A man has appeared in a Sydney court charged with conspiracy to prepare for a terrorist attack on Australian soil.
Omarjan Azari, 22, was one of 15 people detained during a large counter-terrorism operation in Sydney and Brisbane this morning.
The Commonwealth prosecutor Michael Allnutt told the court the planned offence was clearly designed to shock, horrify and terrify the community.
The ABC reports a plot to behead a random member of the public in Sydney on camera was discovered through the interception of a phone call.
Court documents are expected to reveal the raids were aimed at a terrorist cell and a plan that involved snatching a random member of the public in Sydney, draping them in an Islamic State flag and beheading them on camera.
Omarjan Azari did not apply for bail and the case was adjourned until 13 November.
IS member 'directing networks'
Australian Prime Minister Tony Abbott said intelligence reports suggested an Australian member of IS was directing networks back in Australia to perform "demonstration killings".
More than 800 officers were involved in the large-scale raids as part of Operation Appleby in suburbs across Sydney's west and north-west, with an unknown number of police involved in raids in Brisbane's south-east.
The operation was launched jointly by New South Wales officers, Australian Federal Police and the Australian Security Intelligence Organisation.
A series of search warrants were executed in the suburbs of Beecroft, Bellavista, Guildford, Merrylands, Northmead, Wentworthville, Marsfield, Westmead, Castle Hill, Revesby, Bass Hill and Regents Park.
Similar raids took place in Brisbane, with officers conducting searches on properties at Creek Road in Mt Gravatt East, as well as Logan and Underwood.
Police said it was too early to say if anyone had been arrested in Brisbane.
Queensland Premier Campbell Newman declined to comment, saying it was an operational matter.
ABC reporter Lucy Carter said part of Bursill Street in Guildford was blocked off by police, as a home was raided.
She said police with sniffer dogs had been questioning a number of people on the front balcony of a single-storey home before they began removing items including computers..
Neighbours said the occupants had only lived in the house for about three weeks.
A resident of Bursill Street, who wished to remain anonymous, has been trying to come to terms with the raids.
"I just find it so wrong for that to be happening here in Australia. How do we get to this stage that people are this out of control?" he said.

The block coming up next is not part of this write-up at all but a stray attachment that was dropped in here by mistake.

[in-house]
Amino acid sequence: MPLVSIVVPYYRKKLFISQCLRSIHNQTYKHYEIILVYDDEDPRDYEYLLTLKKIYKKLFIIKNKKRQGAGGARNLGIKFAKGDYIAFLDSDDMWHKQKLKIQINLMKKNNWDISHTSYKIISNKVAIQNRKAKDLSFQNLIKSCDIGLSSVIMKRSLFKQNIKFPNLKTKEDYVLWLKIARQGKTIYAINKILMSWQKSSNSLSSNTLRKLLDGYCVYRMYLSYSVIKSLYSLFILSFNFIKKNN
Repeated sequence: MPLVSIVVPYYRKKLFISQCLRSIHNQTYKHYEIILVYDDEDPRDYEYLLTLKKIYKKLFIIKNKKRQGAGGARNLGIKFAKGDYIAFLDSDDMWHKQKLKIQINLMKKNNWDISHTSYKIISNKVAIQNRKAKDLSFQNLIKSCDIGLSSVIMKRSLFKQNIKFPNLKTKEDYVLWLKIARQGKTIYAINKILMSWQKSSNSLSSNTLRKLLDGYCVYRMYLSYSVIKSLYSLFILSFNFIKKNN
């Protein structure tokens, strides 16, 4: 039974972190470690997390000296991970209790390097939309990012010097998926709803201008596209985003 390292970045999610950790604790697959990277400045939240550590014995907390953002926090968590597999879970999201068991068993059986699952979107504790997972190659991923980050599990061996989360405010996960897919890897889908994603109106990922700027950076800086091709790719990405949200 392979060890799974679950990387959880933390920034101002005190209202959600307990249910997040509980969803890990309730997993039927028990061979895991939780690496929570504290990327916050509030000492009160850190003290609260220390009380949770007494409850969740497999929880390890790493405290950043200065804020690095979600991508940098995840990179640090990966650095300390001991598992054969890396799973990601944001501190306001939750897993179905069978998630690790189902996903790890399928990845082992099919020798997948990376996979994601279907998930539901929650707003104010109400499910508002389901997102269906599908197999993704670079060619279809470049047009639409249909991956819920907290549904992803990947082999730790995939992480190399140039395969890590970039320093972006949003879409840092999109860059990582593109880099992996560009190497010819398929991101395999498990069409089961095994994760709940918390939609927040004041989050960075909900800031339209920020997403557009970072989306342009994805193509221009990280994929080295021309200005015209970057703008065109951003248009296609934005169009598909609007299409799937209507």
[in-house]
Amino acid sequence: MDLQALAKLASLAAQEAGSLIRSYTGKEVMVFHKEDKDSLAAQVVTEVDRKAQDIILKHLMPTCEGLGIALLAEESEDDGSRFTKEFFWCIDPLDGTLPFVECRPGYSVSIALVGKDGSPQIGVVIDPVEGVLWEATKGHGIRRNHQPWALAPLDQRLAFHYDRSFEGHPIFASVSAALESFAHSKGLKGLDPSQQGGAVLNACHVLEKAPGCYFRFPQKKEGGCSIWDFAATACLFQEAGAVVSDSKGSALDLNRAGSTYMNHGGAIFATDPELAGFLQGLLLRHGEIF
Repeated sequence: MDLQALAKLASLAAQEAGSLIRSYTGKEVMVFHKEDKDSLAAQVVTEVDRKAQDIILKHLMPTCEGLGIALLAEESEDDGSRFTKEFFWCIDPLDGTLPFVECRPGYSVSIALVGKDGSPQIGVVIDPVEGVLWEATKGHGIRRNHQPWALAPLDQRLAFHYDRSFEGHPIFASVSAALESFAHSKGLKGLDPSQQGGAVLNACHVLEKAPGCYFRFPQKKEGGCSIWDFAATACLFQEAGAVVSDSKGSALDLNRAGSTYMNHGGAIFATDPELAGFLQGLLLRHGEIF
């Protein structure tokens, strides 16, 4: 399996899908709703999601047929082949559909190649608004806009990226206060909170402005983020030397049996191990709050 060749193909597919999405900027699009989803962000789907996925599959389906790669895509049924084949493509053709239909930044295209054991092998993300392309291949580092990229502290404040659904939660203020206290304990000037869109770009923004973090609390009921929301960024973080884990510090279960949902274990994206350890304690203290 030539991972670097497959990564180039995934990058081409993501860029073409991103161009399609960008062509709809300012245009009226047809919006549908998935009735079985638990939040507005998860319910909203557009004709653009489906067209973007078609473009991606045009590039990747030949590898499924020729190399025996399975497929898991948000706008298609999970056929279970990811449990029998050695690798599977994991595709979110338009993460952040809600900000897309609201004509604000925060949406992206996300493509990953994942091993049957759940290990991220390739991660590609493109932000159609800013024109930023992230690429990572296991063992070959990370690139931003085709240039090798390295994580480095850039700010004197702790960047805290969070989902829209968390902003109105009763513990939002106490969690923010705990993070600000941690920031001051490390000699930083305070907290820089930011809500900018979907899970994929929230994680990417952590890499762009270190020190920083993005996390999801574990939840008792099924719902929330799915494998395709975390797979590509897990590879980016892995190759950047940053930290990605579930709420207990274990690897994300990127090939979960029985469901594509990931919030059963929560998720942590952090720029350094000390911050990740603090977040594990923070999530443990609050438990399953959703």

"You talk about the money going overseas - earlier this morning I heard $A18 million or $A20 million going overseas, and we don't know about it until it's too late."
Punched by officer
One man who was at one of the raided properties when police arrived claims to have been punched by an officer.
Maywand Osman, who was detained during the raids but not arrested, said: "I opened the door this morning at 4:45am to about four police officers.
"They asked me to raise my hands. I immediately raised my hands. Four officers then jumped at me and one punched me in the face.
"They threw me to the ground and started hitting me in the head and pulling my hair.
"One officer grabbed me by the hair and said 'you piece of shit'. While they were beating me I heard one officer say 'just don't make him bleed'.
"They then went inside my house to conduct a search. They found nothing in my house and I was not under arrest or in custody at any point in time."
A statement released by Mr Osman's solicitor said: "My client was brutally attacked by four police officers this morning without provocation."
"He sustained injuries to the face and head. He was escorted to hospital by ambulance."
Australian troops part of combat mission
Meanwhile the head of the Australian Defence Force Air Vice Marshal Mark Binskin said RAAF fighter jets would be part of a combat mission in the Middle East.
The defence chief said calling the mission a war would give Islamic State extremists too much legitimacy, but the counter-terrorism mission is considered to be a war-like engagement.
He said initially they would be involved in reconnaissance, but then looking to do strike missions and work in an advisory role and support the Iraqi army.
Two hundred special forces troops - mostly commandos - have already shipped out and are waiting in the United Arab Emirates for a government decision on deployments.